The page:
FIM raises safety standards for Snell, ECE and JIS
Motorcycle racing demands the very best in terms of safety gear, especially helmets.
Starting this year, the sanctioning body of MotoGP, Moto2 and Moto3 has been raising safety standards. It also now requires that any rider be able to freely purchase any helmet that meets the latest safety standards, so that his head is protected as well as the heads of top riders.
International Motorcycle Federation (Fédération Internationale de Motocyclisme — FIM) has already begun testing and certifying helmets that will be used in various racing series. The more helmet manufacturers sponsored, the more inconsistencies in test results were identified at FIM. FIM plans to remedy this situation by introducing new security standards.
The new standards require helmets to withstand penetration tests, direct (frontal) impacts at low and high speeds, side impacts (side impacts that cause the rider’s head to rotate). The new standards do not mandate the use of advanced technologies such as MIPS or EPS. For testing, the manufacturer must provide ten copies of each helmet size in which it will be produced. This is a huge amount!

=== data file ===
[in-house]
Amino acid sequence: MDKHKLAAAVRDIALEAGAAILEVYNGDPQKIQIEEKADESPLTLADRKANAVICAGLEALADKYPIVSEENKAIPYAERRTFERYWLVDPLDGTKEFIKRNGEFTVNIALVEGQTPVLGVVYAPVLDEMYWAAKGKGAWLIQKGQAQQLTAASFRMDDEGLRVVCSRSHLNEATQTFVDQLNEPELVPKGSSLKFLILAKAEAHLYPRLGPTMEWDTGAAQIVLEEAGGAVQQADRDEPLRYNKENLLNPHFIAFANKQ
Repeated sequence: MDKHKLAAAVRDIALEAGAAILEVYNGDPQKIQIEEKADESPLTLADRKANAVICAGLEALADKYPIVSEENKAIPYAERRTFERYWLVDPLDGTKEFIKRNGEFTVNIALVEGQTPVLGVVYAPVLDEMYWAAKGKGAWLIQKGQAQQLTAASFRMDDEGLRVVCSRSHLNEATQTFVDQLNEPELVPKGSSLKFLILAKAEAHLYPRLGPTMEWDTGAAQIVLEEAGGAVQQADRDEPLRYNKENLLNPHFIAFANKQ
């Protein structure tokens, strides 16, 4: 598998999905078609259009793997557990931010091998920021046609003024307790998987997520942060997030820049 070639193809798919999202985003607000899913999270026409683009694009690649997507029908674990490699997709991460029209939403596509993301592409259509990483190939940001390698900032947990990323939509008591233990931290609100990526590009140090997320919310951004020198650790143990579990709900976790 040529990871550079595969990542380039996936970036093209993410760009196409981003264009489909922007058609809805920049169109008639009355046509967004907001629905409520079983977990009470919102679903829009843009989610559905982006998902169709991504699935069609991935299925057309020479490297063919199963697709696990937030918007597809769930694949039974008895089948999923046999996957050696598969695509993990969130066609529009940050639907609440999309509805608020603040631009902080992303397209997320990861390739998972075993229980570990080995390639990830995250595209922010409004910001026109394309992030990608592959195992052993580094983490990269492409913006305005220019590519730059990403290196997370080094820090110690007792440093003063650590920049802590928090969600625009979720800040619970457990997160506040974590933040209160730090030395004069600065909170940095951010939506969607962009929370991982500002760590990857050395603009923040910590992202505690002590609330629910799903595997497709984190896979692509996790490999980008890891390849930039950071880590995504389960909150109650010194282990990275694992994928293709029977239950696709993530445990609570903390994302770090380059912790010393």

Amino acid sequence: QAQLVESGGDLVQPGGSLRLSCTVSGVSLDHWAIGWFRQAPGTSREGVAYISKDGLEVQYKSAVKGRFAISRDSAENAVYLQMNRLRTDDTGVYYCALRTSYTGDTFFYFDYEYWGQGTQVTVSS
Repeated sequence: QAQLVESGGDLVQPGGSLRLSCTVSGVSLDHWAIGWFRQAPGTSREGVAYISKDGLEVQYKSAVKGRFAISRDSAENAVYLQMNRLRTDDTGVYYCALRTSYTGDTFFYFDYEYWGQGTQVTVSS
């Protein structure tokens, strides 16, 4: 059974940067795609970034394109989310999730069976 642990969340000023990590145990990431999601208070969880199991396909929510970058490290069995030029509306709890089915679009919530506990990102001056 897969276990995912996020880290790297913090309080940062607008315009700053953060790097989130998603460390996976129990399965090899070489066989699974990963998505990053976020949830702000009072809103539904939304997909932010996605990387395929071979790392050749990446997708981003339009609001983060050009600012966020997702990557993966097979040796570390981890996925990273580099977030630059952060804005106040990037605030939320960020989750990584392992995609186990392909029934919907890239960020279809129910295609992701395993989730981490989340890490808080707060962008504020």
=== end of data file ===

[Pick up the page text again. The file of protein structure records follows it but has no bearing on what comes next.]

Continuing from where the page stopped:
Regular rider like a professional rider
Racing technology usually doesn’t make it to the streets, but now that’s about to change. FIM will not allow a helmet to be used until any regular rider can wear the same helmet as a professional rider. It will also be a huge step forward that helmets of all available sizes will now be tested without fail. After all, for example, a small helmet sits snugly and copes better with side impacts, while a larger helmet does not sit so tightly and can turn on impact. That is why it is very important that helmets of all sizes, without exception, are tested, because different riders have different head sizes.
The new FIM standards will raise existing Snell, ECE and JIS standards and take helmet safety to new heights.
Even if you are not a motorcycle fan, you certainly cannot deny the importance of safety technology to the average rider. Especially now that this has become a priority for FIM.
What safety certification does your helmet have?